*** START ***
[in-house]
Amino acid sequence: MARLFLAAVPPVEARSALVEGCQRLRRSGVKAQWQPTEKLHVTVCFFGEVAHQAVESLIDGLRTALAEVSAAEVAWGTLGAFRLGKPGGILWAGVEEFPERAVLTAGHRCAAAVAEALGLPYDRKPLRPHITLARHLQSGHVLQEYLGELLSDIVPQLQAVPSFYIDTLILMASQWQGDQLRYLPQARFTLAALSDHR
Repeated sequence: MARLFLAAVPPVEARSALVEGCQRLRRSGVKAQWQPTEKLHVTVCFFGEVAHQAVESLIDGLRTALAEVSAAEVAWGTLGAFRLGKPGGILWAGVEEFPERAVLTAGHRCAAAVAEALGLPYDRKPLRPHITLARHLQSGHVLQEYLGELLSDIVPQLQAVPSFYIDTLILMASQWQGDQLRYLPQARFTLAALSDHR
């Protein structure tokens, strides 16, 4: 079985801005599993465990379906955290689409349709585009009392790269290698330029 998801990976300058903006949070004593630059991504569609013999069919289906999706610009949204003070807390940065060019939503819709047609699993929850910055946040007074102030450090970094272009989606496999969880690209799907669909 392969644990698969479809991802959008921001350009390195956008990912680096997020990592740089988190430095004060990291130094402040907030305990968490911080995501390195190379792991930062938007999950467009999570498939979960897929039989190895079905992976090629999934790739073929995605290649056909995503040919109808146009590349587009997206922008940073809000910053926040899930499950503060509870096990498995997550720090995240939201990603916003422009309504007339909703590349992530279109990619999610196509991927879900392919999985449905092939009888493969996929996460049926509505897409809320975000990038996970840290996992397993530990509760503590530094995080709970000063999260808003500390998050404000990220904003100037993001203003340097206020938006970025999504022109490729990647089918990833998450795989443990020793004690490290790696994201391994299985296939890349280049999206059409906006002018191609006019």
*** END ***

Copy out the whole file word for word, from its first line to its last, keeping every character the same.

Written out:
[in-house]
Amino acid sequence: MARLFLAAVPPVEARSALVEGCQRLRRSGVKAQWQPTEKLHVTVCFFGEVAHQAVESLIDGLRTALAEVSAAEVAWGTLGAFRLGKPGGILWAGVEEFPERAVLTAGHRCAAAVAEALGLPYDRKPLRPHITLARHLQSGHVLQEYLGELLSDIVPQLQAVPSFYIDTLILMASQWQGDQLRYLPQARFTLAALSDHR
Repeated sequence: MARLFLAAVPPVEARSALVEGCQRLRRSGVKAQWQPTEKLHVTVCFFGEVAHQAVESLIDGLRTALAEVSAAEVAWGTLGAFRLGKPGGILWAGVEEFPERAVLTAGHRCAAAVAEALGLPYDRKPLRPHITLARHLQSGHVLQEYLGELLSDIVPQLQAVPSFYIDTLILMASQWQGDQLRYLPQARFTLAALSDHR
């Protein structure tokens, strides 16, 4: 079985801005599993465990379906955290689409349709585009009392790269290698330029 998801990976300058903006949070004593630059991504569609013999069919289906999706610009949204003070807390940065060019939503819709047609699993929850910055946040007074102030450090970094272009989606496999969880690209799907669909 392969644990698969479809991802959008921001350009390195956008990912680096997020990592740089988190430095004060990291130094402040907030305990968490911080995501390195190379792991930062938007999950467009999570498939979960897929039989190895079905992976090629999934790739073929995605290649056909995503040919109808146009590349587009997206922008940073809000910053926040899930499950503060509870096990498995997550720090995240939201990603916003422009309504007339909703590349992530279109990619999610196509991927879900392919999985449905092939009888493969996929996460049926509505897409809320975000990038996970840290996992397993530990509760503590530094995080709970000063999260808003500390998050404000990220904003100037993001203003340097206020938006970025999504022109490729990647089918990833998450795989443990020793004690490290790696994201391994299985296939890349280049999206059409906006002018191609006019």